What does Galatians 1:19 mean?
ESV: But I saw none of the other apostles except James the Lord’s brother.
NIV: I saw none of the other apostles--only James, the Lord's brother.
NASB: But I did not see another one of the apostles except James, the Lord’s brother.
CSB: But I didn't see any of the other apostles except James, the Lord's brother.
NLT: The only other apostle I met at that time was James, the Lord’s brother.
KJV: But other of the apostles saw I none, save James the Lord's brother.
NKJV: But I saw none of the other apostles except James, the Lord’s brother.
Verse Commentary:
Paul is describing what happened at his conversion to Christianity and in the years that followed. This is being delivered to the Galatian Christians to counter the lies of the Judaizers who were trying to discredit him. For this reason, Paul has emphasized that God chose him before he was even born to be an apostle and called him to preach to the Gentiles—to the non-Jewish people. God revealed Christ to Paul and commissioned him.

In fact, Paul's point is that he is an apostle in full standing, just as the twelve are, because he learned from and was sent out by Jesus directly. He received no doctrinal or theological training from the apostles. They did not convert him, or send him. His message was as trustworthy as theirs, and authoritative as theirs, because it came straight from Jesus.

Paul, in the previous verse, acknowledged that he did spend about two weeks with Peter in Jerusalem three years after his conversion. That time, he pointed out, was long after his conversion and not a time of study. In addition, he now mentions meeting with James, Jesus' brother.

James at this time was serving as a leader of the church of Christians in Jerusalem. He very likely wrote the book of James in the Bible. Oddly, some skeptics try to discredit the Bible by suggesting that the book of James, with its emphasis on the works that follow faith, somehow contradicts Paul's teaching on salvation by grace alone in Galatians and Romans. Instead, these books actually complement each other beautifully.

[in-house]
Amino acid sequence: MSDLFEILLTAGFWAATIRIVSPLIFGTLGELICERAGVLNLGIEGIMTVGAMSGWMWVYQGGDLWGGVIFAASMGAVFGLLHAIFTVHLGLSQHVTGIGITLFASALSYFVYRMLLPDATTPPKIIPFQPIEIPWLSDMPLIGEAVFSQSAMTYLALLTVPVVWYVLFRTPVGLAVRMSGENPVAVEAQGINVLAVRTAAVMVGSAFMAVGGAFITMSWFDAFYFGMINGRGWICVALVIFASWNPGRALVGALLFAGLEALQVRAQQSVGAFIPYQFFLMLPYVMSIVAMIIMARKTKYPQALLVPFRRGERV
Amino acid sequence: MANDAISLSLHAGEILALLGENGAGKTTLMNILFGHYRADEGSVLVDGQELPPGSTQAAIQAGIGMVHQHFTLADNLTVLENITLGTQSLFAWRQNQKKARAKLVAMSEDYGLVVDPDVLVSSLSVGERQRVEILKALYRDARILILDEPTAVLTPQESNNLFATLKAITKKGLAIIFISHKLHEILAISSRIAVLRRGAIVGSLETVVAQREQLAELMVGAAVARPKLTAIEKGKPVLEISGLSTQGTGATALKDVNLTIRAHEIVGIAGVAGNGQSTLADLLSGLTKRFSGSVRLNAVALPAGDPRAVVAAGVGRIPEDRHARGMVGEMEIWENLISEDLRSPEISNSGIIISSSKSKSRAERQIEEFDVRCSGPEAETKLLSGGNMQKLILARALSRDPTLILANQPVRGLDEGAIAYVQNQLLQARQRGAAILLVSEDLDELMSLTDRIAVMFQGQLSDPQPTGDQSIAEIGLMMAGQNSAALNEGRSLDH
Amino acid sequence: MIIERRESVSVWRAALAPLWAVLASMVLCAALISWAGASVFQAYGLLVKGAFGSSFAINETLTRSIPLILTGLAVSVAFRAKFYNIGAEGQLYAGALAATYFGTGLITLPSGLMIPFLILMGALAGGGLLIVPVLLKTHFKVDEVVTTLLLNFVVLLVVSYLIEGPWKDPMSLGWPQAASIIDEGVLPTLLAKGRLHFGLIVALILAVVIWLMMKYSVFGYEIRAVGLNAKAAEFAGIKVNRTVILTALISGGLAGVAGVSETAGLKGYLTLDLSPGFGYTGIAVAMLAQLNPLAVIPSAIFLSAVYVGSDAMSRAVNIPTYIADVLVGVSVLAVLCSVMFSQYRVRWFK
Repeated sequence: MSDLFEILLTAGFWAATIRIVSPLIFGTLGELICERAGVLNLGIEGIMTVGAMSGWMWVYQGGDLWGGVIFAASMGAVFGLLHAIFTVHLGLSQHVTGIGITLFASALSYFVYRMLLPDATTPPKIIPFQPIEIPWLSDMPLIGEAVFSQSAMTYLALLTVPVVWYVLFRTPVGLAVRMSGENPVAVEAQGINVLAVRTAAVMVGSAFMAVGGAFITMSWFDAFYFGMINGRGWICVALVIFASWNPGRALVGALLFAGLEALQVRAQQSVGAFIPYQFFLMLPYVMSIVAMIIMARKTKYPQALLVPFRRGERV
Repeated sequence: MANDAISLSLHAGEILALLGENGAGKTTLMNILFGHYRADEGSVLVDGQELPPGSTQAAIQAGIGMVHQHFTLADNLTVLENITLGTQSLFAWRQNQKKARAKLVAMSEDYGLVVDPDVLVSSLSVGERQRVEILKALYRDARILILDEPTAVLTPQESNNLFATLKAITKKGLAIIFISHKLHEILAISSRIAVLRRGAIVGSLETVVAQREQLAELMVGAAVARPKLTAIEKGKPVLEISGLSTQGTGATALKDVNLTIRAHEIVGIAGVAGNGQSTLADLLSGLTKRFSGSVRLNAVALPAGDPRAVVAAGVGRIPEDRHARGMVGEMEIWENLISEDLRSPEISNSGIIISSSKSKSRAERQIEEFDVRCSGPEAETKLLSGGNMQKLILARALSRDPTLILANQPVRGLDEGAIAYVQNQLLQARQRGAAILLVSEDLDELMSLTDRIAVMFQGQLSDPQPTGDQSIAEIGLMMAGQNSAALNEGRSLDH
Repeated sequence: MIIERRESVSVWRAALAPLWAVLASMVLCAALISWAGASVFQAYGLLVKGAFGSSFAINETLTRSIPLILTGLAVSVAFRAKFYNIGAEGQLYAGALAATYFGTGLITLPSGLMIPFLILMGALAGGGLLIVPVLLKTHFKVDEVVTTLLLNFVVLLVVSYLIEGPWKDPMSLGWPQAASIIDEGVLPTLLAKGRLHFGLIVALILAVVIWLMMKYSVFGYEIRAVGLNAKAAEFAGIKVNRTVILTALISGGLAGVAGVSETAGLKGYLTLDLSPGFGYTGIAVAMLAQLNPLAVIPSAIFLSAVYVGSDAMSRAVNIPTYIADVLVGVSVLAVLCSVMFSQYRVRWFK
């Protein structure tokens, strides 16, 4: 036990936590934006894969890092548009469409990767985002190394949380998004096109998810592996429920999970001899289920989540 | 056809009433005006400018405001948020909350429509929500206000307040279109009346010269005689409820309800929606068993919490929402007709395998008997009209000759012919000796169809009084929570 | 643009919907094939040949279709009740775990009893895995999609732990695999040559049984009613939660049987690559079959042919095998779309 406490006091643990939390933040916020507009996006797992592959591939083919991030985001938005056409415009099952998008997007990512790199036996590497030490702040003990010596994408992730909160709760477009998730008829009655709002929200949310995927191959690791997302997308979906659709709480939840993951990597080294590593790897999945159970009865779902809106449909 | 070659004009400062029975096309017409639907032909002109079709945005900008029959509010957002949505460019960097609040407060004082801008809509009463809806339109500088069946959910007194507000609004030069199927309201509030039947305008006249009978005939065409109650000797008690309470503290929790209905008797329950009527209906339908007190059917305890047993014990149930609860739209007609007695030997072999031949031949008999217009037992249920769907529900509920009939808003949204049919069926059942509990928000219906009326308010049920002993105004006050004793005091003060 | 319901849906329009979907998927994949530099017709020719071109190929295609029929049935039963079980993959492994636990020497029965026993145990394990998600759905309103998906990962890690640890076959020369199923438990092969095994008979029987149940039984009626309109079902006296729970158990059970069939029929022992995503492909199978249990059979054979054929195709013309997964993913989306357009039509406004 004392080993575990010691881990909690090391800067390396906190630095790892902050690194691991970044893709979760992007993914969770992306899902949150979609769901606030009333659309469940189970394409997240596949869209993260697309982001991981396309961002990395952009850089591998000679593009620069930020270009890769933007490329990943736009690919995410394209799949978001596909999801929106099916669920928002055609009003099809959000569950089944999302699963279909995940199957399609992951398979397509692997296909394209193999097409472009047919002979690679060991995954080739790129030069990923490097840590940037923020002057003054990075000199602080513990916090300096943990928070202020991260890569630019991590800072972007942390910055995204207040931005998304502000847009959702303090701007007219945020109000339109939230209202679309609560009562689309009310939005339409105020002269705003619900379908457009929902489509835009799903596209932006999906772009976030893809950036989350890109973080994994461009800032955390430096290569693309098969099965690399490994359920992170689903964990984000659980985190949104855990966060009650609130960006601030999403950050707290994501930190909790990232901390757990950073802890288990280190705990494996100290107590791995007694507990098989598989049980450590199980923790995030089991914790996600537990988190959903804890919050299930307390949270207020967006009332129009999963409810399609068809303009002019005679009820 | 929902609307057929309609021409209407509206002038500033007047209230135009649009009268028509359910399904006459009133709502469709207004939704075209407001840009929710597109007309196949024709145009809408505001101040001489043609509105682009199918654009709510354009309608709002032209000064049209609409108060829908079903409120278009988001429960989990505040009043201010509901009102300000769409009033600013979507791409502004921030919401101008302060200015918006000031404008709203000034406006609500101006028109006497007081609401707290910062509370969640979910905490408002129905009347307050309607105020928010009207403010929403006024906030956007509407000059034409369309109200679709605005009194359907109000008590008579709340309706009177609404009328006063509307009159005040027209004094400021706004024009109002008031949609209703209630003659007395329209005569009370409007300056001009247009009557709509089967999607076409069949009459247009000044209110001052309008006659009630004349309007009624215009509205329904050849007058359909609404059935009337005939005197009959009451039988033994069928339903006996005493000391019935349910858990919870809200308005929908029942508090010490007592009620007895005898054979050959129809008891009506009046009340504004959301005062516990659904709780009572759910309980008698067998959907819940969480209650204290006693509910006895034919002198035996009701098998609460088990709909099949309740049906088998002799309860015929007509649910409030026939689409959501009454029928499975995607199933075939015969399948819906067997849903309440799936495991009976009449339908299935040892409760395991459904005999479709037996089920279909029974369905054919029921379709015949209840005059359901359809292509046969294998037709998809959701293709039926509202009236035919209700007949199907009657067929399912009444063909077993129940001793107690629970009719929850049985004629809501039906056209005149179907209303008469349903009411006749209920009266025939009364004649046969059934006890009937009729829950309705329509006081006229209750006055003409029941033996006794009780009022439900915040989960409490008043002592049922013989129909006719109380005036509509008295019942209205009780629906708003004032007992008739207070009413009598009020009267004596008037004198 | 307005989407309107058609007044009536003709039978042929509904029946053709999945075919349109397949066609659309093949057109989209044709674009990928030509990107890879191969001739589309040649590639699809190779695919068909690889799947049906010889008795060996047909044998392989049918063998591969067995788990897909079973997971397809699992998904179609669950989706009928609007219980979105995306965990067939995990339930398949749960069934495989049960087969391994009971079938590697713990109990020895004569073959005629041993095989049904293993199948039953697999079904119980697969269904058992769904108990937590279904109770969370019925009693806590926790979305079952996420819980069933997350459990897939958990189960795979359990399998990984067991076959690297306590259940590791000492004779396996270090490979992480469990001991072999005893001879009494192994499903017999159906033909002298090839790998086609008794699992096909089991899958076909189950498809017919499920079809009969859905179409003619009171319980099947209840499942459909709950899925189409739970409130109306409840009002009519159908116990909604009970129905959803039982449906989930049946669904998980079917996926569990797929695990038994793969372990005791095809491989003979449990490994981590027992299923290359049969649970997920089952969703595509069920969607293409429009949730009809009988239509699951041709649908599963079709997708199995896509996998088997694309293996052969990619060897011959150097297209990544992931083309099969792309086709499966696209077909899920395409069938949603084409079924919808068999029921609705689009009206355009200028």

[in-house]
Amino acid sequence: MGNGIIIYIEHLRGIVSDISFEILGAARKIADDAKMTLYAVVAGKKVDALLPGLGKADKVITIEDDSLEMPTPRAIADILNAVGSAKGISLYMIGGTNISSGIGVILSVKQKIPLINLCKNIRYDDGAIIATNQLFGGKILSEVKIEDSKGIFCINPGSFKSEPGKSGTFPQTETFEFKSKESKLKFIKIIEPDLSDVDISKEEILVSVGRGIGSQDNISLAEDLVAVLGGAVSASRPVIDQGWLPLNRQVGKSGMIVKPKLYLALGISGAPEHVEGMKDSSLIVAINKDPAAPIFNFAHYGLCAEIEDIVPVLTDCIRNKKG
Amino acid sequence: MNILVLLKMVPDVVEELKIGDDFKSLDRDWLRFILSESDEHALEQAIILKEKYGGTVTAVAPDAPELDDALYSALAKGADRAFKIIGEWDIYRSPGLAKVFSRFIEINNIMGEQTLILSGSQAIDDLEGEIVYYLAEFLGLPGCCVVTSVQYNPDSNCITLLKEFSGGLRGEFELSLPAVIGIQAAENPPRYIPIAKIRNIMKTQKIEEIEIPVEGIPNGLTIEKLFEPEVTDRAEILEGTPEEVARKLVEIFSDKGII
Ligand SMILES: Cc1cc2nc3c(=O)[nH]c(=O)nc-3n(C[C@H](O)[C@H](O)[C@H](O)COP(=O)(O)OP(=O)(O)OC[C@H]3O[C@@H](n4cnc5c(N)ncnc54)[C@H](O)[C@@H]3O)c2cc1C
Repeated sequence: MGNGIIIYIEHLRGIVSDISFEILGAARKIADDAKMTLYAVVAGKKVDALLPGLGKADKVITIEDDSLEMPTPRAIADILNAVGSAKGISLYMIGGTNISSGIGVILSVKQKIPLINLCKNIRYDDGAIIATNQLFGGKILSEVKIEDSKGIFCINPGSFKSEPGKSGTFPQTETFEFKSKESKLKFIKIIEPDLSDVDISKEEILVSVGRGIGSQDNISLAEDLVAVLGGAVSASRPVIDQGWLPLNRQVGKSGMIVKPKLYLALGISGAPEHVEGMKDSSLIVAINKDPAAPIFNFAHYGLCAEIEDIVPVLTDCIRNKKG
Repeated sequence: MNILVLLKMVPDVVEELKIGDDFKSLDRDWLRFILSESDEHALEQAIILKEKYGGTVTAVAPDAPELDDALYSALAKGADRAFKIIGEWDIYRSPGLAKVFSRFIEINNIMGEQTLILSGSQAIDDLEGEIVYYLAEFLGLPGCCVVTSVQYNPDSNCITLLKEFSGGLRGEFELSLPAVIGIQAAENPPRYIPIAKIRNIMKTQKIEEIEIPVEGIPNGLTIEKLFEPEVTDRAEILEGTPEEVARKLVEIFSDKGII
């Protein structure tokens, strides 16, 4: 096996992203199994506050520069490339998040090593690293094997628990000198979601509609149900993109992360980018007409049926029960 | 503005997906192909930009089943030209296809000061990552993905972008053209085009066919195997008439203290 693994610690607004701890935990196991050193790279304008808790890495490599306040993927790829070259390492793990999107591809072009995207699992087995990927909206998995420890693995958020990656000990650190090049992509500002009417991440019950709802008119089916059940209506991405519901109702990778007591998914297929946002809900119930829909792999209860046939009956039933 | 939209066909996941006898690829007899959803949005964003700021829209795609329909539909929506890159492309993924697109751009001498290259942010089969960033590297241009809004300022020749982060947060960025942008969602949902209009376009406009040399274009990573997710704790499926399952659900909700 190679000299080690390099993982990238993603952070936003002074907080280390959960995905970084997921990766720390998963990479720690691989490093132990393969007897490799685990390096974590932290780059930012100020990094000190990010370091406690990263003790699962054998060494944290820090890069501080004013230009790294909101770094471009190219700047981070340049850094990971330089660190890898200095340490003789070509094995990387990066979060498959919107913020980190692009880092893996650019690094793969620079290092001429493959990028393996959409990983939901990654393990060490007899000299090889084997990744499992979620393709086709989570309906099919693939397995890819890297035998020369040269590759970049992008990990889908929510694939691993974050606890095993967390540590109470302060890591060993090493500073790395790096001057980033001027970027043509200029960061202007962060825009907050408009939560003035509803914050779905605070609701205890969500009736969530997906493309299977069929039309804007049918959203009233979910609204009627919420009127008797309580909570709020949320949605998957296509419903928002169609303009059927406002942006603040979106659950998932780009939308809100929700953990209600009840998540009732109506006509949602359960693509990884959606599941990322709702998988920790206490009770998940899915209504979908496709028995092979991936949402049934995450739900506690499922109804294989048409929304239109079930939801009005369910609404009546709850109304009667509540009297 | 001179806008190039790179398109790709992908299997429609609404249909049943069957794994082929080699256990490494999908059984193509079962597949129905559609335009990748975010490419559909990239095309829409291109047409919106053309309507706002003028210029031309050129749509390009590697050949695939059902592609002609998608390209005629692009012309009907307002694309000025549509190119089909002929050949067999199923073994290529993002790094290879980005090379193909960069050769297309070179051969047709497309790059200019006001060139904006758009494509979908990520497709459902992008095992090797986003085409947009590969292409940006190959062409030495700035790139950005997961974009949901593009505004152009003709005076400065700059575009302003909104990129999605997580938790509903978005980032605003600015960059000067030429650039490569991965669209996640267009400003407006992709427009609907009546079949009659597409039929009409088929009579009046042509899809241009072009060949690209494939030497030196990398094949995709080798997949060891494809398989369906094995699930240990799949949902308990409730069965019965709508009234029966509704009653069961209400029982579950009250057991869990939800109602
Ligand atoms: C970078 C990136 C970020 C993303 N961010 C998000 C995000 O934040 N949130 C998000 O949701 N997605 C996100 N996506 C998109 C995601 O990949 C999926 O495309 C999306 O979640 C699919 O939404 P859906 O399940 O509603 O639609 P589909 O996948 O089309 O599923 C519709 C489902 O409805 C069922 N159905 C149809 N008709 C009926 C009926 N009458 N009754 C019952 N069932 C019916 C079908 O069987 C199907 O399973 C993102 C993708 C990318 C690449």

Verse Context:
Galatians 1:11–24 begins with Paul's statement that he did not receive the gospel which he taught to the Galatians from any man-made religion, nor training from other people. He received it from Christ Himself. God revealed His Son Jesus to Paul, by His grace, even after Paul spent years as a Pharisee trying to destroy the Christian church. After Christ commissioned Paul to preach the good news to the Gentiles, he went off by himself for a few years and came to know the gospel through Christ directly.
Chapter Summary:
Paul begins his letter to the Galatian churches abruptly, compared to his other writings. He has heard they are deserting the gospel which he preached and they believed: the good news that Jesus died to fully pay for all our sins on the cross. The Judaizers taught that these Gentiles must also follow the law of Moses to be saved and openly questioned Paul's authority. Paul makes the case that he has been made an apostle by Christ, who appeared to him and revealed the truth to him apart from the other apostles.
Chapter Context:
Galatians 1 begins one of the most-loved books about God's grace in all of Scripture. This and the following chapter detail Paul's biography, as he makes the case that he has been made an apostle by Christ and therefore his message is trustworthy. Chapters 3 and 4 go into depth about exactly what the gospel of God's grace is and why it is true. In chapters 5 and 6, Paul teaches about how Christians should live in the world as people who have received the grace of God through faith in Christ.
Book Summary:
Galatians is sometimes called “a short Romans” for its similar themes of justification and sanctification through faith. A group of Christians known as “Judaizers” were preaching a gospel of legalism, rather than grace. Paul’s main purpose in writing the letter to the Galatians was to reiterate the true nature of the gospel: we are justified (made righteous) and sanctified (made more Christlike) through our faith in Jesus Christ alone. This letter was probably written shortly before the church elders in Jerusalem issued their official refutation of the Judaizers, commonly called the Jerusalem Council.
Accessed 5/20/2024 8:55:12 PM
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